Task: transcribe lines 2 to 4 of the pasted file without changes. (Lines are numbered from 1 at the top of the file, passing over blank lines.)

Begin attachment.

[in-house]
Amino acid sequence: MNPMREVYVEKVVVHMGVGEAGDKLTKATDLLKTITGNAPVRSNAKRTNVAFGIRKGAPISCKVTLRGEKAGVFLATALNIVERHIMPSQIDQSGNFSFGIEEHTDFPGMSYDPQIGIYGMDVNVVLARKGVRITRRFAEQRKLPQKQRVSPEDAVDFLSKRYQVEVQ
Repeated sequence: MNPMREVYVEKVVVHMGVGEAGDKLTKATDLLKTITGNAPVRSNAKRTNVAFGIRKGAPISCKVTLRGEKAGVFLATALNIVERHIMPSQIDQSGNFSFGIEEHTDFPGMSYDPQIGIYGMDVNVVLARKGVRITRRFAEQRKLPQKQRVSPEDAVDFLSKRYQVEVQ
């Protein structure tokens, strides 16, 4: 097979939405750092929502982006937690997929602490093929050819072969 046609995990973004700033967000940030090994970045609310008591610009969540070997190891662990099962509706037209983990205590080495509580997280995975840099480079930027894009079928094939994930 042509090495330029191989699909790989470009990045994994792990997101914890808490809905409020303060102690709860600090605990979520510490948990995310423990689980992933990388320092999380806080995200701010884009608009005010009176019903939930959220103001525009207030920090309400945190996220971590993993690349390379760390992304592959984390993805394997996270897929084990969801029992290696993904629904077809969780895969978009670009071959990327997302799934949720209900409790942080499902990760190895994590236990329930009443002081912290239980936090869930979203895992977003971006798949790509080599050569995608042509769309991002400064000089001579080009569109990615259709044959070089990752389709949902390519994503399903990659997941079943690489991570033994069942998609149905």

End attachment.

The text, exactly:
Amino acid sequence: MNPMREVYVEKVVVHMGVGEAGDKLTKATDLLKTITGNAPVRSNAKRTNVAFGIRKGAPISCKVTLRGEKAGVFLATALNIVERHIMPSQIDQSGNFSFGIEEHTDFPGMSYDPQIGIYGMDVNVVLARKGVRITRRFAEQRKLPQKQRVSPEDAVDFLSKRYQVEVQ
Repeated sequence: MNPMREVYVEKVVVHMGVGEAGDKLTKATDLLKTITGNAPVRSNAKRTNVAFGIRKGAPISCKVTLRGEKAGVFLATALNIVERHIMPSQIDQSGNFSFGIEEHTDFPGMSYDPQIGIYGMDVNVVLARKGVRITRRFAEQRKLPQKQRVSPEDAVDFLSKRYQVEVQ
């Protein structure tokens, strides 16, 4: 097979939405750092929502982006937690997929602490093929050819072969 046609995990973004700033967000940030090994970045609310008591610009969540070997190891662990099962509706037209983990205590080495509580997280995975840099480079930027894009079928094939994930 042509090495330029191989699909790989470009990045994994792990997101914890808490809905409020303060102690709860600090605990979520510490948990995310423990689980992933990388320092999380806080995200701010884009608009005010009176019903939930959220103001525009207030920090309400945190996220971590993993690349390379760390992304592959984390993805394997996270897929084990969801029992290696993904629904077809969780895969978009670009071959990327997302799934949720209900409790942080499902990760190895994590236990329930009443002081912290239980936090869930979203895992977003971006798949790509080599050569995608042509769309991002400064000089001579080009569109990615259709044959070089990752389709949902390519994503399903990659997941079943690489991570033994069942998609149905």